Rhyme Technology Blog

March 20, 2019 @ 12:00am

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More and more, ransomware has emerged as a major threat to individuals and businesses alike. Ransomware, a type of malware that encrypts data on infected systems, has become a lucrative option for cyber extortionists. When the malware is run, it locks victim’s files and allows criminals to demand payment to release them.  


 Within every industry (non-profit, healthcare, government, finance, education, etc.), organizations of all types and sizes have been impacted, but small businesses can be particularly vulnerable to attacks. And ransomware is on the rise. In the McAfee Labs June 2018 Threat Report, the number of new ransomware strains saw an increase of 62% in the previous four quarters. This increase brings McAfee’s total number of identified strains to roughly 16 million. 79% of Managed Service Providers (MSPs) report ransomware attacks against SMBs. 35% of MSPs report clients suffered multiple attacks in the same day. https://www.rhymebiz.com/sites/rhymebiz.com/assets/images/BlogImages/Ransomware-Risk.jpg

When ransomware hits it is costly and can halt an entire system. The average amount of ransom requested is roughly $4,300 and the cost of downtime is typically 10x higher than the ransom requested (per incident).  

Ransomware is distributed in a variety of ways and is difficult to protect against because, just like the flu virus, it is constantly evolving. 

How ransomware is spread 

Spam is the most common method for distributing ransomware. It is generally spread using some form of social engineering; victims are tricked into downloading an e-mail attachment or clicking a link. Fake email messages might appear to be a note from a friend or colleague asking a user to check out an attached file, for example. Or, email might come from a trusted institution (such as a bank) asking you to perform a routine task. Sometimes, ransomware uses scare tactics such as claiming that the computer has been used for illegal activities to coerce victims. Once the user takes action, the malware installs itself on the system and begins encrypting files. It can happen in the blink of an eye with a single click. 

Another common method for spreading ransomware is a software package known as an exploit kit. These packages are designed to identify vulnerabilities and exploit them to install ransomware. In this type of attack, hackers install code on a legitimate website that redirects computer users to a malicious site. Unlike the spam method, sometimes this approach requires no additional actions from the victim. This is referred to as a “drive-by download” attack.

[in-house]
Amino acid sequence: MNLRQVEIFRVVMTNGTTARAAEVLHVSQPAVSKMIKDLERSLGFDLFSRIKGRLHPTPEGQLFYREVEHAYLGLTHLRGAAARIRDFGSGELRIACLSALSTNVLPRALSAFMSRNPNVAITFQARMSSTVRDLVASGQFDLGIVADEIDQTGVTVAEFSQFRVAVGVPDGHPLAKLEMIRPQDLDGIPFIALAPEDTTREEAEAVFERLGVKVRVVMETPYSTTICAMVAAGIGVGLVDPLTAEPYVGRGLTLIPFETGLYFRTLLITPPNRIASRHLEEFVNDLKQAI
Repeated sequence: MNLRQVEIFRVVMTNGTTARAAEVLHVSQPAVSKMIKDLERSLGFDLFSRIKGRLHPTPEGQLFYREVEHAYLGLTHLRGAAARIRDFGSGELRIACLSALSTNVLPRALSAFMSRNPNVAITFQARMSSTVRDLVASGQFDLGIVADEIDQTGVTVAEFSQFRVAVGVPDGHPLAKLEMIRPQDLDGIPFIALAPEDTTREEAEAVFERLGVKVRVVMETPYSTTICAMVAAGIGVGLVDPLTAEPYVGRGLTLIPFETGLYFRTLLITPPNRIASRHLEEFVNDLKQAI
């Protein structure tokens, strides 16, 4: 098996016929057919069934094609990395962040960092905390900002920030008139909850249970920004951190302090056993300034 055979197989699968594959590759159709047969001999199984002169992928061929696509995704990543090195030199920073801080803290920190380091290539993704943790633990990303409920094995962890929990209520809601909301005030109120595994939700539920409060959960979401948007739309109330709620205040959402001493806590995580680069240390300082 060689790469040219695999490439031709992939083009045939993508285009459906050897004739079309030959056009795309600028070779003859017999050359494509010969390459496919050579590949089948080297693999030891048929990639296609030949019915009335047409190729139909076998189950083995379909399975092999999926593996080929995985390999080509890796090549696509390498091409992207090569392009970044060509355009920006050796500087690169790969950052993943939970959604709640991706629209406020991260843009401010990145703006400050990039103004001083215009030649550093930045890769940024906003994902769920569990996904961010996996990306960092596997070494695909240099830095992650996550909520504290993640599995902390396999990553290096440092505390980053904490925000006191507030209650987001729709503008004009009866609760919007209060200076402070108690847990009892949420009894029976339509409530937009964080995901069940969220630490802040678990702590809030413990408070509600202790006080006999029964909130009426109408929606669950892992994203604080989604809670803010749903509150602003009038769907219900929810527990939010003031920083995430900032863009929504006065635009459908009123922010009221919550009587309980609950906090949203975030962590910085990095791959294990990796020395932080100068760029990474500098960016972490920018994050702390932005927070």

Ransomware is constantly evolving, and new variants are appearing all the time. Because ransomware is constantly evolving, even the best security software can be breached. This is why a secondary layer of defense is critical for businesses to ensure recovery in case malware strikes: backup. Thankfully, there are tried and true ways to protect your business against ransomware attacks. Security software is essential; however, you can’t rely on it alone. A proper ransomware protection strategy requires a three-pronged approach, comprising of education, security and backup. 

Education: First and foremost, education is essential to protect your business against ransomware. It is critical that your staff understands what ransomware is and the threats that it poses. Provide your team with specific examples of suspicious emails with clear instructions on what to do if they encounter a potential ransomware lure (i.e. don’t open attachments, if you see something, say something, etc.). 

Security: Antivirus software should be considered essential for any business to protect against ransomware and other risks. Ensure your security software is up to date, as well, in order to protect against newly identified threats. Keep all business applications patched and updated in order to minimize vulnerabilities. Some antivirus software products offer ransomware-specific functionality. 

Backup: Modern total data protection solutions take snapshot based, incremental backups as frequently as every five minutes to create a series of recovery points. If your business suffers a ransomware attack, this technology allows you to roll-back your data to a point-in-time before the corruption occurred. When it comes to ransomware, the benefit of this is twofold. First, you don’t need to pay the ransom to get your data back. Second, since you are restoring to a point-in-time before the ransomware infected your systems, you can be certain everything is clean, and the malware cannot be triggered again. 

Reducing the risk of infections requires a multilayered approach rather than a single product. There is no sure-fire way of preventing ransomware. Instead, businesses should focus on how to maintain operations despite a ransomware attack. One way to do this is a solid, fast and reliable business continuity and disaster recovery solution. Businesses need a dedicated cybersecurity professional to ensure business continuity. Rhyme has the time and resources to anticipate and protect a company from the latest cybersecurity threats. 

For more information contact one a Rhyme iT Professional today at 800-362-4333 or email info@rhymebiz.com. Check back for upcoming Rhyme Technology Blogs on Essential Cybersecurity and Disaster Recovery Solutions.  

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